But anyone who’s ever ridden NJ Transit to the airport knows its shortcomings. The trains are relatively infrequent, especially off-peak (if your flight arrives at 8:15pm on a Sunday, you’ll have to air until 9:04pm for a train to Manhattan), and nonexistent late at night. The PATH train, on the other hand, arrives with subway-like frequency and runs 24 hours a day.
But none of those conditions are immutable, especially if $1 billion — or even a small fraction of that sum — were made available to NJ Transit to help ease access to the airport.
“You always have less money than you need for all the projects you have,” said one former regional planner who has worked on cross-Hudson transit. “If you can do anything in this region without having to build, you should do it first.”
“You’ve got to look at all the alternatives,” he added. “And given that you have a lot of other options, you could run buses once a minute for 30 years for the $1 billion,” not to mention the possibility of more frequent NJ Transit rail service. “It would be critical.”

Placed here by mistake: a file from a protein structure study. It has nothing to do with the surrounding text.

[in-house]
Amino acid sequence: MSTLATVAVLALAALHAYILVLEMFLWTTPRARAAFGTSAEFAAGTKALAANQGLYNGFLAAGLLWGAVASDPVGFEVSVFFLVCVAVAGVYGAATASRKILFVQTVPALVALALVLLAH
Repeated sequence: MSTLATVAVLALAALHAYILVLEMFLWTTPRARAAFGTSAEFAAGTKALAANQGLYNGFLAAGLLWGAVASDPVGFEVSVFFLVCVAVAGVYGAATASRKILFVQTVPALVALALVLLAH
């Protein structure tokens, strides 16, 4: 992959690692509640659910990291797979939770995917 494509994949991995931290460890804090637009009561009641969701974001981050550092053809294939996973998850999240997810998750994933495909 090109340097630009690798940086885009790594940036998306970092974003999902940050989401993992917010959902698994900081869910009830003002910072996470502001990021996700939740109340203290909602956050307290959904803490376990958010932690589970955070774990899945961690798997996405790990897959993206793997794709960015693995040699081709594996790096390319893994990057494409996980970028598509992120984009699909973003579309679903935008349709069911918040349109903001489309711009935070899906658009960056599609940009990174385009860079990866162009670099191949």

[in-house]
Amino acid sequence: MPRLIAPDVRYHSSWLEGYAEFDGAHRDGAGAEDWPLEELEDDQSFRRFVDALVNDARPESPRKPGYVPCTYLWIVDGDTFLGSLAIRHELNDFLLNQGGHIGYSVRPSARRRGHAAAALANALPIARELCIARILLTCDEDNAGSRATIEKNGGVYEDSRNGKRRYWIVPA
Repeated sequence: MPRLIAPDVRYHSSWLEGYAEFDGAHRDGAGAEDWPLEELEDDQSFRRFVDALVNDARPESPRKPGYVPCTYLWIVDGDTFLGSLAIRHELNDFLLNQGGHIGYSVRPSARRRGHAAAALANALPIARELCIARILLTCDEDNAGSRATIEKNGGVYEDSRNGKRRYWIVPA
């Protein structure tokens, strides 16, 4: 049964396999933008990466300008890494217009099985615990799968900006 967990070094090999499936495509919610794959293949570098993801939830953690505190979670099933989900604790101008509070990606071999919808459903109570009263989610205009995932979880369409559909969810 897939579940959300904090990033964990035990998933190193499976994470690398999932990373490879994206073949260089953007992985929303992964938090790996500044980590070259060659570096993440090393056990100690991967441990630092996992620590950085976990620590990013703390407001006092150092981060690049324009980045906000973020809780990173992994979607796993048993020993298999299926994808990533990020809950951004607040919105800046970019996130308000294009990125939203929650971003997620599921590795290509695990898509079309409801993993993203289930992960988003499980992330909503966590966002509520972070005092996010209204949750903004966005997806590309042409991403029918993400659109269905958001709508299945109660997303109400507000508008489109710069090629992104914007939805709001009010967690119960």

One competing project is a long-planned new rail tunnel beneath the Hudson River, adding redundancy to a single pair of century-old tubes that carry all NJ Transit and Amtrak trains (including the existing service to Newark’s airport) between New Jersey and New York. A billion dollars, the projected cost of the PATH extension, wouldn’t pay for a new set of tunnels and station infrastructure, whose costs Amtrak estimates would top $15 billion, but it would be a sizable downpayment for a project that fulfills regional needs, and could use all the funding help it can get. (NJ Transit could also use a new pair of cross-Hudson tunnels to run more trains to the airport.)
One former Port Authority staffer suggested replacing the airport’s AirTrain people mover, which may be due anyway. It could be extended to downtown Newark to meet the existing PATH terminal and other transit connections.